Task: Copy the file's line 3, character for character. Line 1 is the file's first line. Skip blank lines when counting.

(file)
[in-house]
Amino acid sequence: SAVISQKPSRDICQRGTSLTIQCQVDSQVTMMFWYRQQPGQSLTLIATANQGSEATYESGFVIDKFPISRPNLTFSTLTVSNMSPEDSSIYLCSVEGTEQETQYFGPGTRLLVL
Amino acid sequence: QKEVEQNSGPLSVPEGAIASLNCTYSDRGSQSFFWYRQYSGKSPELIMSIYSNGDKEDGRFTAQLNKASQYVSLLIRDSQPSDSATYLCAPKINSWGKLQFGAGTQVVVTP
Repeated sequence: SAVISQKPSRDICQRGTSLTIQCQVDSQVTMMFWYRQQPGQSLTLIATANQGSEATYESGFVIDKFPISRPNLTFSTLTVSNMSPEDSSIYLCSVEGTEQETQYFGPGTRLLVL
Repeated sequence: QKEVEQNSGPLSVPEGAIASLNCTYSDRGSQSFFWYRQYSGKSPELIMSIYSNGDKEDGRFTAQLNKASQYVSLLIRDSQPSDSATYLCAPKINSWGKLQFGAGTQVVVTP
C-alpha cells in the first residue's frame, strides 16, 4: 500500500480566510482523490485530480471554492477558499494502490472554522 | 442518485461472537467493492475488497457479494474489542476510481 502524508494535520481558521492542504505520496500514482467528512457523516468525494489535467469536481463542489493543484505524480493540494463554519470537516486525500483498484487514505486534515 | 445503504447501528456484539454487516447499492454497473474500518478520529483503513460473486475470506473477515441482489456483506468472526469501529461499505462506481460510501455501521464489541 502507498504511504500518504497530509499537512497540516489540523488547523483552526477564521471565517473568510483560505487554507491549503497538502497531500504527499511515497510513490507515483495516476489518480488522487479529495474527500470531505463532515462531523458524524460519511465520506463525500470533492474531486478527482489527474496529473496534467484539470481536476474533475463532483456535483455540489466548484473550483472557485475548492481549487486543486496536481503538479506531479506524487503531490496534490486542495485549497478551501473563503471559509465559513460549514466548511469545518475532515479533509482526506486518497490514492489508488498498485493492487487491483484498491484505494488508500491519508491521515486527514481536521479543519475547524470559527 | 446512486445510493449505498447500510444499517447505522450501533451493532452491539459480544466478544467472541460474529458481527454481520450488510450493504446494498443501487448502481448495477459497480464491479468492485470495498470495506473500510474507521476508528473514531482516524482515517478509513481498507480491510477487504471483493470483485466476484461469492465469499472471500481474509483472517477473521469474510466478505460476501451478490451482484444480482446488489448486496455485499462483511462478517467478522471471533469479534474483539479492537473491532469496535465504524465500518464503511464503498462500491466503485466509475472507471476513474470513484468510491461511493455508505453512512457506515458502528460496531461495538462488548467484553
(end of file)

Amino acid sequence: QKEVEQNSGPLSVPEGAIASLNCTYSDRGSQSFFWYRQYSGKSPELIMSIYSNGDKEDGRFTAQLNKASQYVSLLIRDSQPSDSATYLCAPKINSWGKLQFGAGTQVVVTP